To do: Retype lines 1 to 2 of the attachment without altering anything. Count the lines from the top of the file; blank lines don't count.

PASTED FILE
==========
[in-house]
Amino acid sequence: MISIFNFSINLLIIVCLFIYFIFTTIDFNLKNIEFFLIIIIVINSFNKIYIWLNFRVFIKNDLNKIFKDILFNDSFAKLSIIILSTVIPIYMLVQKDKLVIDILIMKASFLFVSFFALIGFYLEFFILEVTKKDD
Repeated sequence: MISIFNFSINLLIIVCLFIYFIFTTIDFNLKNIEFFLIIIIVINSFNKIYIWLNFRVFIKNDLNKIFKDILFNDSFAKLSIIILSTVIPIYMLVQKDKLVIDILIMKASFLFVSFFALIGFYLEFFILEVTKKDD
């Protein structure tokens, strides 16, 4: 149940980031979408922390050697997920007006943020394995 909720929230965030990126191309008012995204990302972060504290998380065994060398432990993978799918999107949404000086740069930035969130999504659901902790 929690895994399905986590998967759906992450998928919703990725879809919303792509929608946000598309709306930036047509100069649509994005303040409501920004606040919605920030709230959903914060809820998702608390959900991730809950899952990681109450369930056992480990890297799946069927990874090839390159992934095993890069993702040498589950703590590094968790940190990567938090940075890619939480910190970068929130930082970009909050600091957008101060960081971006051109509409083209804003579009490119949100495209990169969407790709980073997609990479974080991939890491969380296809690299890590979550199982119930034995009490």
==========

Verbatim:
[in-house]
Amino acid sequence: MISIFNFSINLLIIVCLFIYFIFTTIDFNLKNIEFFLIIIIVINSFNKIYIWLNFRVFIKNDLNKIFKDILFNDSFAKLSIIILSTVIPIYMLVQKDKLVIDILIMKASFLFVSFFALIGFYLEFFILEVTKKDD